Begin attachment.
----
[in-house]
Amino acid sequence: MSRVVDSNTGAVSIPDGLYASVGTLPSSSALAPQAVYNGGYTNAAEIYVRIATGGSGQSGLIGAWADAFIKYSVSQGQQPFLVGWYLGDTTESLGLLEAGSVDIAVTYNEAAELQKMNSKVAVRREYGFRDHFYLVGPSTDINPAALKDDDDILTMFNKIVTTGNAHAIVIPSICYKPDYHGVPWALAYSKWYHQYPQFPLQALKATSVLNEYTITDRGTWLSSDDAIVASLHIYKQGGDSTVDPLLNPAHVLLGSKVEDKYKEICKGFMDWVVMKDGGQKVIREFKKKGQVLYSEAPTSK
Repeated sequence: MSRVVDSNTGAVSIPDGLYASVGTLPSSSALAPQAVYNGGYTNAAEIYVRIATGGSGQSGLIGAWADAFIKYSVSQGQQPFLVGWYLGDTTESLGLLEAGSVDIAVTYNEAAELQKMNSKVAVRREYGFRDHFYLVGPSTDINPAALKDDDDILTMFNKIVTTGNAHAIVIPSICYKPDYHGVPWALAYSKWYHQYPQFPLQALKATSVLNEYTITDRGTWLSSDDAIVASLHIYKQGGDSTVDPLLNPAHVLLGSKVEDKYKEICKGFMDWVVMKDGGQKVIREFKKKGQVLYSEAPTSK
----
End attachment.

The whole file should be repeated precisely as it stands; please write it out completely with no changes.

[in-house]
Amino acid sequence: MSRVVDSNTGAVSIPDGLYASVGTLPSSSALAPQAVYNGGYTNAAEIYVRIATGGSGQSGLIGAWADAFIKYSVSQGQQPFLVGWYLGDTTESLGLLEAGSVDIAVTYNEAAELQKMNSKVAVRREYGFRDHFYLVGPSTDINPAALKDDDDILTMFNKIVTTGNAHAIVIPSICYKPDYHGVPWALAYSKWYHQYPQFPLQALKATSVLNEYTITDRGTWLSSDDAIVASLHIYKQGGDSTVDPLLNPAHVLLGSKVEDKYKEICKGFMDWVVMKDGGQKVIREFKKKGQVLYSEAPTSK
Repeated sequence: MSRVVDSNTGAVSIPDGLYASVGTLPSSSALAPQAVYNGGYTNAAEIYVRIATGGSGQSGLIGAWADAFIKYSVSQGQQPFLVGWYLGDTTESLGLLEAGSVDIAVTYNEAAELQKMNSKVAVRREYGFRDHFYLVGPSTDINPAALKDDDDILTMFNKIVTTGNAHAIVIPSICYKPDYHGVPWALAYSKWYHQYPQFPLQALKATSVLNEYTITDRGTWLSSDDAIVASLHIYKQGGDSTVDPLLNPAHVLLGSKVEDKYKEICKGFMDWVVMKDGGQKVIREFKKKGQVLYSEAPTSK